What a life changing experience to spend a week living with and serving some amazing people in one of the most wild and beautiful places on Earth! Nairobi is a place of stark contrast. Beautiful scenery, amazing wildlife, old culture and traditions are set against some of the most destitute of living conditions. It is a place of very few means. Cities are filled with slums unlike anything we see in the United States. Houses are fashioned from scrap, one on top of the other. Many have no windows, only skylights made from water bottles, allowing slivers of light into the tiny homes. In the midst of the dirt streets littered with debris, the scrappy shacks and a small river of something (I don’t want to think about what it is) running through the middle of the street I am struck by the colorful beauty and joyful attitude of the people here. Handmade dresses in bright, colorful patterns, smiling faces, the beauty and elegance of the people seems out of place in such a rough setting.
So, You Think You Are Poor?
My first impression upon taking it all in: Here in the U.S. if you think you are poor, if you lament your life because you don’t
have an I-pad or a BMW; If you think you are struggling to make ends meet, you are still rich. You have not seen poor anywhere back home, not like this. How blessed we are, and how few of us appreciate our good fortune.
While poor, the Kenyans I met in Nairobi are not to be pitied. Life has a different meaning when material wealth is taken from the equation. People give of themselves, lend their skills and talents to others freely. People smile and laugh, not because they have just upgraded their cell phone, but because they are successful at life in a way that so many of us fail. They have joy in their lives. They have a sense of community. They live to see another year, and appreciate it.
Dentistry Under Armed Guard
I don’t mean to romanticize my experience too much. There are unpleasant realities on the prowl in Nairobi, as is true in most depressed and poor areas of the world. Traveling through town, through the slums, and to and from my host’s home every day, armed security is required. The organizers of the dental outreach clinic will allow work only during the daylight hours, and caution strongly against venturing out on your own. The clinic itself has armed guards providing security at all times.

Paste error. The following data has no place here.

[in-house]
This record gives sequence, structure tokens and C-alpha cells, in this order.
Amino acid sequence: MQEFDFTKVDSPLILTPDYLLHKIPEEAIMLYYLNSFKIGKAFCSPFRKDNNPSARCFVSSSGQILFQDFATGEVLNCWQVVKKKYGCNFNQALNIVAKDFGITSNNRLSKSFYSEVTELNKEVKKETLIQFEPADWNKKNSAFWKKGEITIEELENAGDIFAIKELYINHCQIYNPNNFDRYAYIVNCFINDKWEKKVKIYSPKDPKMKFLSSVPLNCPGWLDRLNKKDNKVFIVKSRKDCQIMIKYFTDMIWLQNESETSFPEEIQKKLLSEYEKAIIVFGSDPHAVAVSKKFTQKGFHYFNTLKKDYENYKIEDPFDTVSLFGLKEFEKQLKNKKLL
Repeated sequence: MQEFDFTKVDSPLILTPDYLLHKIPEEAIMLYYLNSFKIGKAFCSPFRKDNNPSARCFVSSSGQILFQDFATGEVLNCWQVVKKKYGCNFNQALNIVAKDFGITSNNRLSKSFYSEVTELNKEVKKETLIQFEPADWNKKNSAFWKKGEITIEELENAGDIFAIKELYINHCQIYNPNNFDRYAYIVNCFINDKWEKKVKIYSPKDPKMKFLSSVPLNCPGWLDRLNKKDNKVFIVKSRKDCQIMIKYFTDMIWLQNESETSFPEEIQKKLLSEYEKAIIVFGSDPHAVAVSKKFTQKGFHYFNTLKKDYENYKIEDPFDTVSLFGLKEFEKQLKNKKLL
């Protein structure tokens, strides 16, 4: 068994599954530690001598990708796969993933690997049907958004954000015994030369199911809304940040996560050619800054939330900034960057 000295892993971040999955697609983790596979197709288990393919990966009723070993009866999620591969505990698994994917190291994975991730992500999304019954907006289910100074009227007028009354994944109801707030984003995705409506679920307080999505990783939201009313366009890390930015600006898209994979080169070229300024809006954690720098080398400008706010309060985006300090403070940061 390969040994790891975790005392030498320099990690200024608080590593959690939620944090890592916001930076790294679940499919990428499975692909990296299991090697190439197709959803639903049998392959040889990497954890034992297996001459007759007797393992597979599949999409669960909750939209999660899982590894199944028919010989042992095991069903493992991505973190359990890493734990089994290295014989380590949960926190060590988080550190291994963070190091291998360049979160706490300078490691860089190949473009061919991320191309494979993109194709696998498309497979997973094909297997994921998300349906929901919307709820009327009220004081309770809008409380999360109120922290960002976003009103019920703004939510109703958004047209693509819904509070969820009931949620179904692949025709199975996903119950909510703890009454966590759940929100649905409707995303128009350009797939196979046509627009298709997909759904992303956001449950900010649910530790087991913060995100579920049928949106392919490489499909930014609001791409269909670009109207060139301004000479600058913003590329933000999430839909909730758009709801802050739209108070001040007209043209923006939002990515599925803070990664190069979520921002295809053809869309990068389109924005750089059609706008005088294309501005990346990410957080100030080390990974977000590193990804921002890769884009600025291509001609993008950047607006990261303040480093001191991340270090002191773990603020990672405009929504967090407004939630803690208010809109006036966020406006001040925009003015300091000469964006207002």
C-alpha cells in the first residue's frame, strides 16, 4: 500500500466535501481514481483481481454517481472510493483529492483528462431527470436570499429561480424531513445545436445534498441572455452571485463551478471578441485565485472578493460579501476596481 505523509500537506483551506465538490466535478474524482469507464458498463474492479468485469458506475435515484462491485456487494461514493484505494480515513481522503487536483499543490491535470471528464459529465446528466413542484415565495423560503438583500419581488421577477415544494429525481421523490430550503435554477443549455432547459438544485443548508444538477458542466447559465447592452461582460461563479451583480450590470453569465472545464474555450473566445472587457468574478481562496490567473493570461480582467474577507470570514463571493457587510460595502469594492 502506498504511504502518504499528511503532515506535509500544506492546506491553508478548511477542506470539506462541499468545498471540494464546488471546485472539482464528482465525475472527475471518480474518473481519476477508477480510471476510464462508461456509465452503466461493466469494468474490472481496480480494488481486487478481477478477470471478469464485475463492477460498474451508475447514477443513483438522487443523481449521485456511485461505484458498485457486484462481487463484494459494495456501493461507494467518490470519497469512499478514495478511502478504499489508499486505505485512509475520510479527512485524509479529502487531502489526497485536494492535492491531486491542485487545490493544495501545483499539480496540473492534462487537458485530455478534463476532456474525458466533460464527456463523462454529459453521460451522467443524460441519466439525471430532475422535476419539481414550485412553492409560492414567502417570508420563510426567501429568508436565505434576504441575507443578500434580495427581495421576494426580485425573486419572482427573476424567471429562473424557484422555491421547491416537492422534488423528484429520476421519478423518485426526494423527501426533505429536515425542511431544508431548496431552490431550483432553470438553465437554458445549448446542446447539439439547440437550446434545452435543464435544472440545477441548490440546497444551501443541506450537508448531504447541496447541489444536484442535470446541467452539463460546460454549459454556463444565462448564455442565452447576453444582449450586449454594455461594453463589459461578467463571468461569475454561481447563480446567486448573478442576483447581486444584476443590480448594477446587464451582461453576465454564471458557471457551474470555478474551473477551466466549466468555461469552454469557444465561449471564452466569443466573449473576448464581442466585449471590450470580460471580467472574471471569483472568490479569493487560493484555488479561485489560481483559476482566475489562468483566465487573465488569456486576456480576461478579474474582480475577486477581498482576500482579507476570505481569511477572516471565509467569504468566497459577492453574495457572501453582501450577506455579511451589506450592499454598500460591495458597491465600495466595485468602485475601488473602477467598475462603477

The True Recipients of Gifts
I was the guest of one of the dental clinic organizers, Dr. Michael Hyodo, who keeps a residence nearby. Dr. Hyodo is the Director of World Ministries International, and runs dental clinics in Nairobi. His support and efforts helped make this dental outreach clinic the largest in Kenya’s history. During the entire week that we were there, the mood and the feeling, everywhere you went, was like a holiday. People were happy and excited that we were there. Some of the dental patients had never seen a dentist before, and didn’t even own a toothbrush. People came from near and far in droves to attend the free clinic.
I spent most of my time working in the clinic with dental students, passing along some of my decades of experience to a new generation of dentists. I learned how to make surgical caps in the sewing room, and brought back a few as souvenirs. Having something to offer people here means something. Giving something as simple as the dental care we take for granted, or some of your time, is good for your soul. Hundreds of people were helped through this dental clinic, but the true recipients of the gifts were all of us who were a part of it.
Interested in supporting dental outreach around the world? Contact Dr. Robert A. Weinstein.